Sefer Maharsha: hidushe halakhot.
Folio (240 x 350 mm). 2 parts in 1 vol. (1), 272 ff. Title-page printed in red and black. Part 2 has separate title-page with woodcut printer's device: Hidushe halachot mahadure batra. (1), 47 ff. Ibid., 1814. Contemporary half calf.
Principal work of rabbi Samuel Eliezer Edels (1555-1631), known as the "Maharsha" (an acronym for "Our Teacher, the Rabbi Shmuel Eidels"). His "Chiddushei Halachot" ("Novellae in Jewish Law") constitutes a commentary on the Talmud, Rashi and Tosafot together, and with a focus on Tosafot. "This commentary was quickly accepted and was printed in almost all editions of the Talmud" (Wikipedia). "This edition comprises the author's larger work, 'Hidushe halakhot', plus a smaller last recension, 'Hidushe halakhot mahadure batra'" (OCLC), the latter by Moses ben Isaac mi-Lublin (d. 1668).
Anton Schmid had been one of Kurzböck's apprentices and as such had been sent to the Vienna Oriental Academy to learn Hebrew. Schmid later bought Kurzböck's Hebrew types from the printer's widow and succeeded his former master, soon to become Austria's foremost printer of Hebrew, and one of the most capable ones on the continent. Imprint in Yiddish: “Vin, gedrukt bei Anton Schmid k. k. priv. deitsch- und hebreischem Buchdruker”. (The reason why a Christian businessman could rise to the honors of an "imperially and royally privileged Hebrew printer" was quite simply that, in spite of the 1782 Edict of Tolerance, Jews were still prohibited - by an older law - from operating a printing press.) - Browned throughout; first three pages professionally remargined. Contemp. Hebrew ownership to title-page.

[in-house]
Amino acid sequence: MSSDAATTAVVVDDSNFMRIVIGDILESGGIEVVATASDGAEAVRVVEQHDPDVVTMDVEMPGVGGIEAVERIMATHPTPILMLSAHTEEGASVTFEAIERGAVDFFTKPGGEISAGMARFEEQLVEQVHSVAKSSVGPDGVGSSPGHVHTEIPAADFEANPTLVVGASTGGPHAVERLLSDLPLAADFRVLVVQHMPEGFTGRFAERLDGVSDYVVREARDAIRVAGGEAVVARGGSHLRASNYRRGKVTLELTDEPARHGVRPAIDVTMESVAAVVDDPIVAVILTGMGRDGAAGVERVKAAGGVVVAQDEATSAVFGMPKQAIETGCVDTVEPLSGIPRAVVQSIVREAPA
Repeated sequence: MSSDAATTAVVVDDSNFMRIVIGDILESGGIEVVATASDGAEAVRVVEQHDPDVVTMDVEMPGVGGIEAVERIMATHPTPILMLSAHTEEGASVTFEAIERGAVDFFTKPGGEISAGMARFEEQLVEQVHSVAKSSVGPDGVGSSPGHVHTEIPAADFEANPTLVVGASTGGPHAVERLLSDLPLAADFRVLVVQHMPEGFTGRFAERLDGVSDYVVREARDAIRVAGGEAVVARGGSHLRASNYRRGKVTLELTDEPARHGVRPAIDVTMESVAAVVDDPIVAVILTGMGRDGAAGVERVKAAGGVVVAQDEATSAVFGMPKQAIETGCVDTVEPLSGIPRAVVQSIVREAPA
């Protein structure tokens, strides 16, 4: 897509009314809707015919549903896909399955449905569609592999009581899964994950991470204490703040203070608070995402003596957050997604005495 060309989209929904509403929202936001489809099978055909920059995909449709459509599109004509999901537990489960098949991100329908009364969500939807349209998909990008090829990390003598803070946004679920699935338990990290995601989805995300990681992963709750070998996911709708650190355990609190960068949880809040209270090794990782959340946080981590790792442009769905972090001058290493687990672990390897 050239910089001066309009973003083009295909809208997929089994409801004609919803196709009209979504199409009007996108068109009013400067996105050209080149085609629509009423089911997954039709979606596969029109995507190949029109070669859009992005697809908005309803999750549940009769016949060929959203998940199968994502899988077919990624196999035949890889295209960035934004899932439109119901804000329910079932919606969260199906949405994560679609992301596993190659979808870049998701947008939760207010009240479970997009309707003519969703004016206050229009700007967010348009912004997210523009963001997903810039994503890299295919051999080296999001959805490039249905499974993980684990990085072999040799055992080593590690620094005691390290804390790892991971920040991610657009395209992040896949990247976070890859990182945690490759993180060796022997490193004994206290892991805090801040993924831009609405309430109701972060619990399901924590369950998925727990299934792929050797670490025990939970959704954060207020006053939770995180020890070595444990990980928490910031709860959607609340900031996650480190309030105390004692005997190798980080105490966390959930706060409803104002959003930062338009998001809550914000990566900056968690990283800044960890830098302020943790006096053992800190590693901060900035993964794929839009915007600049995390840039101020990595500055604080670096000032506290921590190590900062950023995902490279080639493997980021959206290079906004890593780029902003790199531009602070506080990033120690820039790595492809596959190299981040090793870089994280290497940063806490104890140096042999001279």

Vinograd II, 414. OCLC 122752399. Fürst I, 221 ("Bereichert mit verschiedenartigen Noten berühmter Männer").